Society has taught us that we will be happy if we reach a certain something.  Happiness seems to always be about things we are trying to attain or achieve versus what we already have.  Through my experience I was able to really prioritize my family, our health and well-being, and my friendships and relationships.

I’ll be honest I lost a few friends though this experience but those weren’t the friends I was meant to have in my life.  Relationships are so important in our everyday life – it’s what connects us to the world around us.  Whether it is our family, friends or acquaintances they have a huge effect on our happiness and our quality of life.  I’ve learned to surround myself with people who make me feel good and who actually add something to my life.  Through this journey, I’ve also made some new great friends and found other ways to connect like though friends who have been through similar situations, and through the Facebook Pink Concussions support group that helped me see I was not alone and helped to give me hope.

This journey I’ve been on has taught me so many things including the need to focus on what matters and to really prioritize it. I’ve learned to be present, and to take my time to enjoy the things in my life.  I’ve also learned that it’s ok to try things out, to take risks in life and even to fail.  What matters is doing and being what you love.  Stop planning, stop making excuses.  You have one life, live it now.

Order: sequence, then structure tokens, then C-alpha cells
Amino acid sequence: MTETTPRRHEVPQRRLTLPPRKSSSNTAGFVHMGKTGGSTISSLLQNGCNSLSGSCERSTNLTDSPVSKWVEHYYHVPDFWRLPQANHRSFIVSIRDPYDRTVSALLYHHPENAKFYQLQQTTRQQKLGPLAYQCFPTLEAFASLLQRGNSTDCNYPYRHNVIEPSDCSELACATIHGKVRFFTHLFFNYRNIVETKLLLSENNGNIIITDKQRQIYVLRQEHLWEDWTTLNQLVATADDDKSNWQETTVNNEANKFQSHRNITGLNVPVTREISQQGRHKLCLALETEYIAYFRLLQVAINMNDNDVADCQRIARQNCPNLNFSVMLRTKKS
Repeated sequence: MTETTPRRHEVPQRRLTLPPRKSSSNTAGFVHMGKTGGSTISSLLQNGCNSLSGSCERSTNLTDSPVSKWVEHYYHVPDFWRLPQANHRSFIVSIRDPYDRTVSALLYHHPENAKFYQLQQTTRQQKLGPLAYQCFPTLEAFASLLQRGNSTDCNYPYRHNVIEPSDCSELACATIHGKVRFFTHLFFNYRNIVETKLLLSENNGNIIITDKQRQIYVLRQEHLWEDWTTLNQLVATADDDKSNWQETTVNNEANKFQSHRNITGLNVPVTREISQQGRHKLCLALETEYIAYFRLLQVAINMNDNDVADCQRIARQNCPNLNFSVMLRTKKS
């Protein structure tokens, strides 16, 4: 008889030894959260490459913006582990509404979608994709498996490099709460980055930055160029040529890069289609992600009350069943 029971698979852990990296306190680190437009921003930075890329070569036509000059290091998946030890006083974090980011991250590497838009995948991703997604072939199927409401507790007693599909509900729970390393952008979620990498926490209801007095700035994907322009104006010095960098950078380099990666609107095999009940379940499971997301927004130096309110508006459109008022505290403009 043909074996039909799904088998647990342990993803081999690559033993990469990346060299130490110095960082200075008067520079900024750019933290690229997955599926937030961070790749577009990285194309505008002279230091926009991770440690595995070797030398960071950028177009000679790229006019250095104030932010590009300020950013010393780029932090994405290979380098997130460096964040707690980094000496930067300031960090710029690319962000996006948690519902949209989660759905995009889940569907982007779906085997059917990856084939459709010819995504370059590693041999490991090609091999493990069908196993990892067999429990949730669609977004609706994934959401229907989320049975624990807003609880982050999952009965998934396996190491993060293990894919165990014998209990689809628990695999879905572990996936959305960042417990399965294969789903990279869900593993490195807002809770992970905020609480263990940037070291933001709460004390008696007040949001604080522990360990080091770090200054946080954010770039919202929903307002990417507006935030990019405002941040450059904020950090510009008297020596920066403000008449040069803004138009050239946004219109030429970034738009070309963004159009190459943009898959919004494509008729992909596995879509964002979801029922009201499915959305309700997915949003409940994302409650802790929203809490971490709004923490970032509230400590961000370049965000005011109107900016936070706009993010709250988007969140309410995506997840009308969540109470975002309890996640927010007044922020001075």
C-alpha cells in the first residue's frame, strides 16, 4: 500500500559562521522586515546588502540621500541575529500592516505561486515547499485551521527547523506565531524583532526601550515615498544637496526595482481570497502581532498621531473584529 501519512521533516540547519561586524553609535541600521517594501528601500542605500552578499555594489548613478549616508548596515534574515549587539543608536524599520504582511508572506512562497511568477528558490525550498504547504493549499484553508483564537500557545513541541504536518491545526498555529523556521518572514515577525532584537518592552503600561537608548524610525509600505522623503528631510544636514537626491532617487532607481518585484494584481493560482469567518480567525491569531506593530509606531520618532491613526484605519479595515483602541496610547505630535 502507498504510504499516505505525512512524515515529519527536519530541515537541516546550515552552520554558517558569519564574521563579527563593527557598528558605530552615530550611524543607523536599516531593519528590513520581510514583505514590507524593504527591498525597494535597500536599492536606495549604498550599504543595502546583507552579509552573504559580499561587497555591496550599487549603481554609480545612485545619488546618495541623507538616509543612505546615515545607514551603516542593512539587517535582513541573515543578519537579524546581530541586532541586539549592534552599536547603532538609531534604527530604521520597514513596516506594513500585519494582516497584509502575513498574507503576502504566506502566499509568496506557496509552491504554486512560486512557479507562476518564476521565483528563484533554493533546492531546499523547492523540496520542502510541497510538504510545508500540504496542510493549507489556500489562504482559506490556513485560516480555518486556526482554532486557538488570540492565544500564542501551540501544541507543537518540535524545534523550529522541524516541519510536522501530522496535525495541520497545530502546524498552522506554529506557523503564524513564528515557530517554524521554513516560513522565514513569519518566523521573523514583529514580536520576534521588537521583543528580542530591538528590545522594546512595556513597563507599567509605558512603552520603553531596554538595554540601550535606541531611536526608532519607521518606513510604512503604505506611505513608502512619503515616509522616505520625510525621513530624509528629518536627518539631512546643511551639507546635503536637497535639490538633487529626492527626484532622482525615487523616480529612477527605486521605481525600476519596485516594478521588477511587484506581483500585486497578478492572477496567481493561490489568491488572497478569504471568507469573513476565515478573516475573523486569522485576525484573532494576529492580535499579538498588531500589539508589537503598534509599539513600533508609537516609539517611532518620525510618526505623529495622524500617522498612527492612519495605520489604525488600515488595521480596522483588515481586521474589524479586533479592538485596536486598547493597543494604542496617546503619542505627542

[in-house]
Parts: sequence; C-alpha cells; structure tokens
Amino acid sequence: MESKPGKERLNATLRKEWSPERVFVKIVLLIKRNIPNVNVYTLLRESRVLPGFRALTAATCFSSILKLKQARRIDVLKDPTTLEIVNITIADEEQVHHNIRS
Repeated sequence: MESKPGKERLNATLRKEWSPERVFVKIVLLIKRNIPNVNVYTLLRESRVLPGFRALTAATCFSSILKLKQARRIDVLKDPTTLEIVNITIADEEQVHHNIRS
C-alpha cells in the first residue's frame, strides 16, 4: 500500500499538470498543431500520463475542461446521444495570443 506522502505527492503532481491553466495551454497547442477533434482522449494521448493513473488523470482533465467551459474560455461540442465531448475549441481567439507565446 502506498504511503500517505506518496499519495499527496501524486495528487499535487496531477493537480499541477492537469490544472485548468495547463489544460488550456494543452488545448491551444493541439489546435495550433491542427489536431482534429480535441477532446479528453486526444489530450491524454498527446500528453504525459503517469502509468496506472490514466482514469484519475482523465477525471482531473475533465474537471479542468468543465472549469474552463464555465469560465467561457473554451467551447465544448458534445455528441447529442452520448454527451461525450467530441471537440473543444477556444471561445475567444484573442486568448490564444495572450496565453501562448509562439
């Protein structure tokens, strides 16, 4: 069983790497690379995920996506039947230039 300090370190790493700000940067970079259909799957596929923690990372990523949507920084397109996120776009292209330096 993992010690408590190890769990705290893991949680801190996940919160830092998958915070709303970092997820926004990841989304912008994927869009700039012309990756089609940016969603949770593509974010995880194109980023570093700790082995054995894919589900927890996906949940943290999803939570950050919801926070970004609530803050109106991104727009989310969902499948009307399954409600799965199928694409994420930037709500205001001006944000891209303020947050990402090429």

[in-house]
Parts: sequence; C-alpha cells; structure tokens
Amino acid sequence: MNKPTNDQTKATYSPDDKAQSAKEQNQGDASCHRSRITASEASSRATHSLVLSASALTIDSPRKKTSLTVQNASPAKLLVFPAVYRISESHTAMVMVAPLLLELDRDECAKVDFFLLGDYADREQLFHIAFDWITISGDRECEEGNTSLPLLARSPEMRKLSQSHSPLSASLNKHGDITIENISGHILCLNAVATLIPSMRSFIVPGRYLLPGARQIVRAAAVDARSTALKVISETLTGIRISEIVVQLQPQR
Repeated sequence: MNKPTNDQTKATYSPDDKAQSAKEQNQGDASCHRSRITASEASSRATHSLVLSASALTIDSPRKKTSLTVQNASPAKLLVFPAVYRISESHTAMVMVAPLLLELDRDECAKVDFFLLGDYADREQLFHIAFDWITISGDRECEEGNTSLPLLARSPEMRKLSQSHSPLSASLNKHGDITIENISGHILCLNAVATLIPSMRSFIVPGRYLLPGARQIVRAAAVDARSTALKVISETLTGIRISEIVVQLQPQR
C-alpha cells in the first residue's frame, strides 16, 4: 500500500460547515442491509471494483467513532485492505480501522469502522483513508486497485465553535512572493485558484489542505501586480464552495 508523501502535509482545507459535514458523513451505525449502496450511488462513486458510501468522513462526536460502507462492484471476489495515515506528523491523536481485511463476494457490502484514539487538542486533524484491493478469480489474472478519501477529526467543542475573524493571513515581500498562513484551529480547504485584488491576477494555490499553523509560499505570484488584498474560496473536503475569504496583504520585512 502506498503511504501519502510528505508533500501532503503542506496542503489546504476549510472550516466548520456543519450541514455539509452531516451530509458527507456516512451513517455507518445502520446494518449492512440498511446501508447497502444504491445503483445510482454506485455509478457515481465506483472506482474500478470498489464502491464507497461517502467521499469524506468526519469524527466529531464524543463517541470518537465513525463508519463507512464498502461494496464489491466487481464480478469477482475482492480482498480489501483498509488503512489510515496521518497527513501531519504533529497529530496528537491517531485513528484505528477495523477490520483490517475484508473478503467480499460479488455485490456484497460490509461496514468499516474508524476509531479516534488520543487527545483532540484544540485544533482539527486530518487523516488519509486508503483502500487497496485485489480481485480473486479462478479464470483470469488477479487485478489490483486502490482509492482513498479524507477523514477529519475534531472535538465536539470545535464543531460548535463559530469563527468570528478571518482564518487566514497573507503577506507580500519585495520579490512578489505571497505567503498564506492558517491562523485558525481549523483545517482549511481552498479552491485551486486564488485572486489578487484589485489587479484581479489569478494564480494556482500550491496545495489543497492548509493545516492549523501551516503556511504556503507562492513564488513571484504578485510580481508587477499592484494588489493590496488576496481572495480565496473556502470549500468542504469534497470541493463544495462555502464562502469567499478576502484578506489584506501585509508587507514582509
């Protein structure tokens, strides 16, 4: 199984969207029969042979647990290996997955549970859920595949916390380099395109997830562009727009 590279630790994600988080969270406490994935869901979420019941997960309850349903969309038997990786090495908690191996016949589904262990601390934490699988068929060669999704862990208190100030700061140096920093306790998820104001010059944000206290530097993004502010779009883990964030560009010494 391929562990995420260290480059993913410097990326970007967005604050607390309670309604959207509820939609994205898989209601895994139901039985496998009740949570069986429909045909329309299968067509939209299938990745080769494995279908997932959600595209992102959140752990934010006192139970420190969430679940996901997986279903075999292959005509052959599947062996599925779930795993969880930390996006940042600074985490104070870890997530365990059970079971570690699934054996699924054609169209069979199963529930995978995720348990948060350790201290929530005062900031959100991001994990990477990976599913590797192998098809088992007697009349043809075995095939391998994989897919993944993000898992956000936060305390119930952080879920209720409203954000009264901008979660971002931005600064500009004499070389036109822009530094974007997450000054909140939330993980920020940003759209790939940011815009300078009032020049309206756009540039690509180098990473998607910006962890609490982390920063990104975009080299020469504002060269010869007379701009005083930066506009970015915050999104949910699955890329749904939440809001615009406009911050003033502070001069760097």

So here I am two years later from that night.  Some stopped reading this after the first few sentences and some of you have made it this far.  Selfishly I think this post was really for me, but also for anyone else who may be going through something that is so hard you just don’t think you’ll even get through it.  Sure, I still have some challenges I’m working through since the accident.  My life has changed for the better and I owe it all to my faith and the strength and support of my family, young and old, who were there by me every step of the way.  I am stronger, more resilient and a better person and mom.  I am also so much more focused on the things that not only matter to me, but also fulfill me.   So happy anniversary to me and thank you to that night two years ago.  I can tell you I’ve never been happier or more satisfied in my life than I am right now.